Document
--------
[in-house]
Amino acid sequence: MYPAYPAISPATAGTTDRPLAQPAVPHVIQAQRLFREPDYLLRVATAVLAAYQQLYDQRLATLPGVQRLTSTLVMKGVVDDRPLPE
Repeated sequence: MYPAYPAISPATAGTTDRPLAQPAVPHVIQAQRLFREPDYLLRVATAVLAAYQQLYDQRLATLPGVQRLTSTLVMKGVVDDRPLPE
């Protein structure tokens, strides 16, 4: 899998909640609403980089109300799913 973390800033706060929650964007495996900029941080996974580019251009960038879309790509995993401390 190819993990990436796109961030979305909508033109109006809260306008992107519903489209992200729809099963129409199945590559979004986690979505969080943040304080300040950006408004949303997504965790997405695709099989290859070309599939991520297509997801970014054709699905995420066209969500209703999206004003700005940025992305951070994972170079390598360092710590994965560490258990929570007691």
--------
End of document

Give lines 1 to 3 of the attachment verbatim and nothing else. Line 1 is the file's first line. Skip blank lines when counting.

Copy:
[in-house]
Amino acid sequence: MYPAYPAISPATAGTTDRPLAQPAVPHVIQAQRLFREPDYLLRVATAVLAAYQQLYDQRLATLPGVQRLTSTLVMKGVVDDRPLPE
Repeated sequence: MYPAYPAISPATAGTTDRPLAQPAVPHVIQAQRLFREPDYLLRVATAVLAAYQQLYDQRLATLPGVQRLTSTLVMKGVVDDRPLPE